23. The court has been assisted by a further distillation of the local authority’s position in supplemental written submissions. Within those, the local authority (as it did orally) that a much shorter adjournment than that made would have been permissible to allow the Guardian to return to the country and carry out her statutory duties.  Drawing matters together I conclude that the following matters of principle should apply when a court is faced with deciding whether or not to adjourn a secure accommodation application:

i)   A free standing application cannot be made for an interim secure accommodation order. The power to make an interim order only arises under Children Act 1989, s 25(5) if the court adjourns the hearing of the local authority’s application:

ii)    Accordingly, the preliminary procedural question for the court on any application for a secure accommodation order is whether to proceed to determine the application or whether to adjourn it. In addressing that question, the court is likely to consider:
(a) Whether the court has all the information that it needs to determine the issues raised by the application, namely (1) whether the criteria for making the order sought are met, and (2) the duration of the order (if made), and
(b) Whether it would be procedurally fair to all parties to determine the application at that hearing;

(iii) If the court is satisfied it has all the information that it needs to determine the issues raised by the application and that it would be procedurally fair to proceed, then it is likely that there will be no grounds upon which the court can properly adjourn the substantive application. In those circumstances the court must proceed to determine the application for the secure accommodation order.

(iv) As a matter of principle, if the court decides to adjourn the application, then the period of adjournment should be the minimum necessary to ensure the factors justifying an adjournment are addressed and the court has either the necessary information and or procedural fairness is ensured;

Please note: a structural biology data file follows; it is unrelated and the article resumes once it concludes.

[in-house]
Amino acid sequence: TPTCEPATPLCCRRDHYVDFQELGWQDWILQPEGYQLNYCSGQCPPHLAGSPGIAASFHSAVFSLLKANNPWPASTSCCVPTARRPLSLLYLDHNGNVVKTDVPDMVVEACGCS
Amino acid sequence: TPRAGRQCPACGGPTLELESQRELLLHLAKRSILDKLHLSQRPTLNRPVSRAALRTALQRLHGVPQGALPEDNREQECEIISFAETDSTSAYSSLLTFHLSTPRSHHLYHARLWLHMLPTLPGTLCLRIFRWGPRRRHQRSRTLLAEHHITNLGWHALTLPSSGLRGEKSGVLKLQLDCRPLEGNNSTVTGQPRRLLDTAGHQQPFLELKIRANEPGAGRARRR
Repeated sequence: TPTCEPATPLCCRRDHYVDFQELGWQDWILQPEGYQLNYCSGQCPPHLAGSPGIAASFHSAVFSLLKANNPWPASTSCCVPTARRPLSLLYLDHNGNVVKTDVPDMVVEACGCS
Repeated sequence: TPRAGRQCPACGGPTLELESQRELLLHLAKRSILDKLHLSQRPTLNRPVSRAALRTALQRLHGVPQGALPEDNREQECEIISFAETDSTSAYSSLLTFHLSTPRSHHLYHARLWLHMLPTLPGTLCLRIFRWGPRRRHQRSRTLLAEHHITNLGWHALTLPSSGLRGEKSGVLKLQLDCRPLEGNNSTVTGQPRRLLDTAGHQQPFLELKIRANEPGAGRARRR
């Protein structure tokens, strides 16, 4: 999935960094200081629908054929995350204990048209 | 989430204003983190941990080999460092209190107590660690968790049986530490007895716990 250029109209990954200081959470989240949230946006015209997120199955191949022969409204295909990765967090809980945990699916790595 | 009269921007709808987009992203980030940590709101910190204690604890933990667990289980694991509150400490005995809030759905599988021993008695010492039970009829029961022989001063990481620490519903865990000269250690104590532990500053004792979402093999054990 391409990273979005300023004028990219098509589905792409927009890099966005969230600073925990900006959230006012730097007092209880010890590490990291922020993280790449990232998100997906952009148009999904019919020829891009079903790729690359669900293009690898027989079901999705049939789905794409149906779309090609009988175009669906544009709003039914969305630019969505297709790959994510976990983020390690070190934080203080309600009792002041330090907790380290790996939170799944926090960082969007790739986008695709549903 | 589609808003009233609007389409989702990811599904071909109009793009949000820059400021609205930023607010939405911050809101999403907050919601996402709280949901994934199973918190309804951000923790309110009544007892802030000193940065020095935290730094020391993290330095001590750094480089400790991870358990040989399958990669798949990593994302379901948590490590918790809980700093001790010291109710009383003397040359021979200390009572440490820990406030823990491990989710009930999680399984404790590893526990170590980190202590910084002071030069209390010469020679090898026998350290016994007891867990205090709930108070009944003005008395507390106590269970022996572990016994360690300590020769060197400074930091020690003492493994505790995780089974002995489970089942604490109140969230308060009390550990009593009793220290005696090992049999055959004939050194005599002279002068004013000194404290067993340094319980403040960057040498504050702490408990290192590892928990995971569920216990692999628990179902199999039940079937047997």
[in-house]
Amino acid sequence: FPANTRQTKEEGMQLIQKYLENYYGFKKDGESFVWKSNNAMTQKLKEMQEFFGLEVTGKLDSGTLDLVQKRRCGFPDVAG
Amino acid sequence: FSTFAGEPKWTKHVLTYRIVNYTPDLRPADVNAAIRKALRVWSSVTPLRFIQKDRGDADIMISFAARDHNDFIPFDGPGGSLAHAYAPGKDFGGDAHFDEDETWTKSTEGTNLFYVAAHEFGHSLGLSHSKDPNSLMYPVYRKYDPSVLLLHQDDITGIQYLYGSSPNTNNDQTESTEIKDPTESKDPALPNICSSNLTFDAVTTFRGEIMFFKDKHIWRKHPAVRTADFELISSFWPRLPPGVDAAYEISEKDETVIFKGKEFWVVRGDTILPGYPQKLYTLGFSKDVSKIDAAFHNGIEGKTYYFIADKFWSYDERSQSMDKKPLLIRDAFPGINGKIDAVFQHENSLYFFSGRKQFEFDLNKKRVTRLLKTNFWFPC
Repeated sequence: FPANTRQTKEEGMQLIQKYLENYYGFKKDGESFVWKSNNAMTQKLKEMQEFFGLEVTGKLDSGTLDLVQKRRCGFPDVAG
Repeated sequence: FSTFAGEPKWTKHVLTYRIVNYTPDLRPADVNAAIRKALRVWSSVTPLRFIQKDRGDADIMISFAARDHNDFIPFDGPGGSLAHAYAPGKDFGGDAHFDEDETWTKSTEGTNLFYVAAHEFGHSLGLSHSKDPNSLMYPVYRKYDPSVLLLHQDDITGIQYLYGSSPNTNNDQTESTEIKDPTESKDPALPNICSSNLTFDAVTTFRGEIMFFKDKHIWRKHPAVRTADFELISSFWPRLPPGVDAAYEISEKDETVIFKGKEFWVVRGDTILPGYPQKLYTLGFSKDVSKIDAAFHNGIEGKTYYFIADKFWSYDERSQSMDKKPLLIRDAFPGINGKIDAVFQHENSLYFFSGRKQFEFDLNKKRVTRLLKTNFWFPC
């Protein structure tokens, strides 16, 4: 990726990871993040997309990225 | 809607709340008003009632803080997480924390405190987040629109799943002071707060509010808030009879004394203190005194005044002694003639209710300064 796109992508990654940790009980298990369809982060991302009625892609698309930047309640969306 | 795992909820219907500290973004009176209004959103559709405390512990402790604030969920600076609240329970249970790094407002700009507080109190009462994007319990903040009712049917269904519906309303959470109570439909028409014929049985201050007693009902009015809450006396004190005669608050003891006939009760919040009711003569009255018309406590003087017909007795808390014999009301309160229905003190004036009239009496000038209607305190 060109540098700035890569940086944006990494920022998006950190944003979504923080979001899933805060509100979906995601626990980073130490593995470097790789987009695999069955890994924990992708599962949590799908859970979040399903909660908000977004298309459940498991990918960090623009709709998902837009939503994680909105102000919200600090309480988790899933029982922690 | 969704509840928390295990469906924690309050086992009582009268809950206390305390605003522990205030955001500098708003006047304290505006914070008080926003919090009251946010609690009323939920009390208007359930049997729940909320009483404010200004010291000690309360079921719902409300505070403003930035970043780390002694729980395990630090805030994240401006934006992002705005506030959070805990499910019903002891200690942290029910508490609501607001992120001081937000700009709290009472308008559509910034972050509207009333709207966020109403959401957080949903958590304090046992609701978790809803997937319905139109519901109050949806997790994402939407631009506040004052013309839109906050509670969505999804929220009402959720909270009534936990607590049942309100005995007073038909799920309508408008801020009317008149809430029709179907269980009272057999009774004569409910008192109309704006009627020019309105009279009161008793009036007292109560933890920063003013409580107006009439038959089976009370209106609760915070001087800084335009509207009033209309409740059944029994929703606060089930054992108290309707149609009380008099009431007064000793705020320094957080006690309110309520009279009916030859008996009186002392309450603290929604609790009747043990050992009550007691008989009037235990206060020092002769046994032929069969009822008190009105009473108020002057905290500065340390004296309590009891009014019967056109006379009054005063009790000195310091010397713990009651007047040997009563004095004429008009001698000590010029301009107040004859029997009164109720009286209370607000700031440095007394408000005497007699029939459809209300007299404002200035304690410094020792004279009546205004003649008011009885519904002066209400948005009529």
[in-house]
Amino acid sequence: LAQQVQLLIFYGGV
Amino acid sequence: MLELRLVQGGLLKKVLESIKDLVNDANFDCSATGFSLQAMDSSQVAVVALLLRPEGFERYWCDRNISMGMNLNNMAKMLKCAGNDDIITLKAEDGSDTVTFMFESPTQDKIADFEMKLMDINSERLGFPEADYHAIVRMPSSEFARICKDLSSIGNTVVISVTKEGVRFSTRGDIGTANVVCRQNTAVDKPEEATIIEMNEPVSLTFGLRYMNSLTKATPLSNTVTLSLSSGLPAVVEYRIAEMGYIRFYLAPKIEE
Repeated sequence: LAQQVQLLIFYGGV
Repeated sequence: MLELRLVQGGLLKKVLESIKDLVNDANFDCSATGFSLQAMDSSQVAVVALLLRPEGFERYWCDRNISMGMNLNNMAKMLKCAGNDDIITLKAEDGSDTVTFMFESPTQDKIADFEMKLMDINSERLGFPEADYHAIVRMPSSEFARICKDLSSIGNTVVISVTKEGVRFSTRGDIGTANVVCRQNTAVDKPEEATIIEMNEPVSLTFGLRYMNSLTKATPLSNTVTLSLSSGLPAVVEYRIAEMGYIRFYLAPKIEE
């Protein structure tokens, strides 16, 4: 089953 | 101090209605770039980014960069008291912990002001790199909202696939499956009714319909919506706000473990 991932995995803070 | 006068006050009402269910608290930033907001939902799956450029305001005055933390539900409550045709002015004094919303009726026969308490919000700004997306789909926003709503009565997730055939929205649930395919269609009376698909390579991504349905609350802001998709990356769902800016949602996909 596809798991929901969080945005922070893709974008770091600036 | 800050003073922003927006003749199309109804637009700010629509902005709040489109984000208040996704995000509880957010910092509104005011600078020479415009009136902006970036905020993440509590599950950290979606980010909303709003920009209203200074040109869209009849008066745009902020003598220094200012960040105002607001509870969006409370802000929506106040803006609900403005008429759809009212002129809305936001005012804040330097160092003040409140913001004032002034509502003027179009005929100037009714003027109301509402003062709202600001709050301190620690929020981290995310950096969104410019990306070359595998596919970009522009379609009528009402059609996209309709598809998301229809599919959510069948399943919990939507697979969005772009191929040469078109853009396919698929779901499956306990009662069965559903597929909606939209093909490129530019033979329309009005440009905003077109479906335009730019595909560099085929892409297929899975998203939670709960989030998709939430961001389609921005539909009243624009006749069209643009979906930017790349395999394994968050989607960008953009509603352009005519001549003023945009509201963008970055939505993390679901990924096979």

(v) The function and role of the children’s guardian within secure accommodation proceedings is to provide assistance to the court with the issues raised by the application. It is not to oversee the exercise by the local authority of its statutory duties, nor to perform some free-standing welfare role for the benefit of the child. It is not accordingly a proper use of the court’s power to prolong secure accommodation proceedings simply in order to keep a children’s guardian involved for the purposes of assisting the child, or overseeing the performance of the local authority’s statutory duties.

24. Applying those principles to the present case, I am satisfied that there were no grounds upon which the court could justify adjourning this application for a period of three months. The fact that the children’s guardian was unaware of the application, and had not been able to perform any of her duties in relation to it, was, however, a matter that did justify an adjournment for a shorter period. Depending upon the guardian’s circumstances, an adjournment for a period of, say, up to four weeks might have been appropriate. The purpose of the adjournment would be for the guardian to undertake her statutory duties and to provide a report for the assistance to the court. The judgement on this appeal is being given after the total period of three months set by the justices has in fact expired. It is therefore academic to consider what the court could or should have ordered at the expiration of a four week interim order, however, on the information that is available, it is extremely likely that a final order for a period of two months would then have been justified.

25. In making an interim order in this case the justices did not rely upon the reason that I have identified as being appropriate to support an adjournment (namely the inability of the guardian to engage in the process at that hearing). The reason given by the justices (namely to maintain the appointment of the guardian and the solicitor for the child during the currency of the three month period in order to help and assist M) was not a permissible reason for making an interim order in the absence of any other proper justification for an adjournment. Further, for the same reasons, the period of three months chosen by the justices in order for the solicitor and the children’s guardian to remain in post whilst the local authority executed their care plan and move towards M’s mobility was also impermissible.

26. I therefore will allow the local authority’s appeal and set aside the interim order made by the justices on 20th December 2007. Had this appeal been heard within a short time of the justices’ decision, I would have substituted a short interim order to permit the children’s guardian to perform her functions and directed for the matter to return to the justices for an early hearing on the question of whether a final order should or should not be made. Due to the timing of the appeal, and the acceptance by all sides that the value of the appeal was to achieve some clarity on the issue of principle, rather than affect the actual arrangements for M, the appropriate course for this court to take is simply to replace the justices order with a full final secure accommodation order for the same period of time, namely for three months from the 20th December 2007.